I’ve just returned from a trip to the east coast US.  The main purpose of the visit was to attend  Visible Evidence http://www.visibleevidence.org/, an annual perambulatory international conference on documentary and non-fiction media.  This year our host was New York University (NYU) and there was the usual rich variety of papers, workshops, screenings and presentations from theorists, practitioners and educators.

While I was in the city, I took the opportunity to see Punchdrunk’s production of Sleep No More (http://sleepnomorenyc.com/), a site-specific piece of theatre/ performance that’s running in the old, vast McKittrick Hotel in Chelsea.  The piece heavily references Shakespeare’s Macbeth with some strong allusions to Hitchcock (Jimmy Stewart’s search for Madeleine/ Carlotta in Vertigo, for example, takes him to the McKittrick hotel in San Francisco) and is an extraordinarily immersive, dynamic experience.  The portal to the performance is a 1930’s era bar, where the audience sips cocktails before donning white masks and being whisked away in an elevator, from which we were ejected onto different floors of the hotel.  We were instructed not to remove our masks, not to speak and advised that ‘fortune favours the brave’ before being let loose to roam the mysterious hotel in which a half-dozen performers enact a series of intertwining, choreographed and mostly silent narratives, seemingly oblivious to us interlopers.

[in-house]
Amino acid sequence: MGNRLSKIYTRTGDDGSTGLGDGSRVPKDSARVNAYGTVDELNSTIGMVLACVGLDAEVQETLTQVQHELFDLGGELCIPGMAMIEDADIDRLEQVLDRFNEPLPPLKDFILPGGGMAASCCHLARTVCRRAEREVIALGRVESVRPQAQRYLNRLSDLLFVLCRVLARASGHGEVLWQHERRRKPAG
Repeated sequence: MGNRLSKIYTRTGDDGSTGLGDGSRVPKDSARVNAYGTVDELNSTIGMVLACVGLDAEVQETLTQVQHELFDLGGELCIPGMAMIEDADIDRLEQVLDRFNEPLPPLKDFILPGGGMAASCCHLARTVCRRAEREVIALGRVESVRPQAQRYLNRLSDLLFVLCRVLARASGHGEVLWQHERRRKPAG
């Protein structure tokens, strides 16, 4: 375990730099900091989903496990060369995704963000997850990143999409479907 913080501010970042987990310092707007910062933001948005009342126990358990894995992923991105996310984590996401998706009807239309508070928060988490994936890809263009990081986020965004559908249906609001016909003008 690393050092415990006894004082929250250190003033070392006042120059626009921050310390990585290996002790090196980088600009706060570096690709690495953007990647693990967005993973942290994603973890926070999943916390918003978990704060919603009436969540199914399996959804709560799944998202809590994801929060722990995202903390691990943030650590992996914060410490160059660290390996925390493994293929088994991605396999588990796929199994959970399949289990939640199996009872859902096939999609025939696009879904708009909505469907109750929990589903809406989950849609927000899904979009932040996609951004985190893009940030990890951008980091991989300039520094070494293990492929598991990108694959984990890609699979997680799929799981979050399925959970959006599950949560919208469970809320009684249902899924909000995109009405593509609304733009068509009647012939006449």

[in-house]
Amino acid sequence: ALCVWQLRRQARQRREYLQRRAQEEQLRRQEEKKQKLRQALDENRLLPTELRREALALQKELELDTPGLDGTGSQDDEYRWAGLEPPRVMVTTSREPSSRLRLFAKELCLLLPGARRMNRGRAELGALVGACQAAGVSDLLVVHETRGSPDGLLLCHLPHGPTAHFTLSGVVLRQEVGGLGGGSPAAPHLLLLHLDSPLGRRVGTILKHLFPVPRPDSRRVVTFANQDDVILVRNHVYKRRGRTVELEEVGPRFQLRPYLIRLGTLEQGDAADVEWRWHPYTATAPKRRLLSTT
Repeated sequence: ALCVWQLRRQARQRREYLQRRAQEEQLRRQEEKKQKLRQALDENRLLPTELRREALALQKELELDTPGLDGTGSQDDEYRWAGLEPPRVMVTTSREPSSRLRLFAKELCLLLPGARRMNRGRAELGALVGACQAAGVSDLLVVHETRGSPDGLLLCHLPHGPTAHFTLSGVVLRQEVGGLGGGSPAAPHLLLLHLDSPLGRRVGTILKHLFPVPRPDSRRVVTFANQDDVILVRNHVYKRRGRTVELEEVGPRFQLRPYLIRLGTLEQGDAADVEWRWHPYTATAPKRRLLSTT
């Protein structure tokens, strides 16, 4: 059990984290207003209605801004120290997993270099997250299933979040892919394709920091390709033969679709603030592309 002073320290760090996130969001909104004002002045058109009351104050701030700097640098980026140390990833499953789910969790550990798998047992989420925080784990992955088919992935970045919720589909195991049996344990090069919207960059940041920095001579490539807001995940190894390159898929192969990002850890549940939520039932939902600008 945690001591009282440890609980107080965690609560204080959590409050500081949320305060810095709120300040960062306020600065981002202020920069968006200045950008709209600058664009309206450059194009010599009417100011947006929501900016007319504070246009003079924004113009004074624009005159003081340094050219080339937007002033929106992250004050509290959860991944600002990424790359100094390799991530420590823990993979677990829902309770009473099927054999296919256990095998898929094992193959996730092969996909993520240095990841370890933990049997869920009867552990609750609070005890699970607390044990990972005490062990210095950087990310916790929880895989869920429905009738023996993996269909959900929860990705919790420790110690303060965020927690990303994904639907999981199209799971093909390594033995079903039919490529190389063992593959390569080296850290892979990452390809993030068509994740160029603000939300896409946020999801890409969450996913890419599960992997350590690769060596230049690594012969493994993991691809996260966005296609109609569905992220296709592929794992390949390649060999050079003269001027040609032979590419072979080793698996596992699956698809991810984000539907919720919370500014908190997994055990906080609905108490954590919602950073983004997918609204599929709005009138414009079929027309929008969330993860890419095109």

Sleep No More is described as an ‘individual experience’ as you are free to interact with the space and the performances taking place however you choose.  I opted to stick close to one actor (once I figured out he was ‘Macbeth’), which involved much dashing up and down narrow staircases and through the spaces of the McKittrick, often in a big crowd of other ‘spectators’, as he traversed through a ballroom scene, a witches’ coven-turned-ritual accompanied by pounding techno and strobe lighting, some dramatic contretemps with a feisty female counterpart (Lady Macbeth?), a moment of crisis amongst fir trees (Birnam Wood?), ending in a dramatic ‘Last Supper’ style finale.  There are a multitude of potential experiences of Sleep No More, depending on which actor(s) you follow, whether you are one of the lucky few to experience one of the ‘one-on-ones’ interspersed throughout the show, or whether you choose to avoid the action and wander the many spaces of the hotel.

One common experience, however, is the sense of voyeurism and this is another way Sleep No More references the films of Hitchcock.  As you stand watching the performers you cannot ignore the anonymised masked faces of your fellow spectators, crowding round to get a glimpse of the action.  The audience and actors share the same space, yet we are at once visible and invisible in a way that challenges the conventional theatrical/ cinematic experience of viewing from a distance through the proscenium arch of the stage/ screen.

I hear rumours the producers are looking for a suitable location to bring the show to London, but if you happen to be in New York City I recommend a visit to the McKittrick hotel, just don’t forget a pair of comfortable shoes.  And your sense of adventure.

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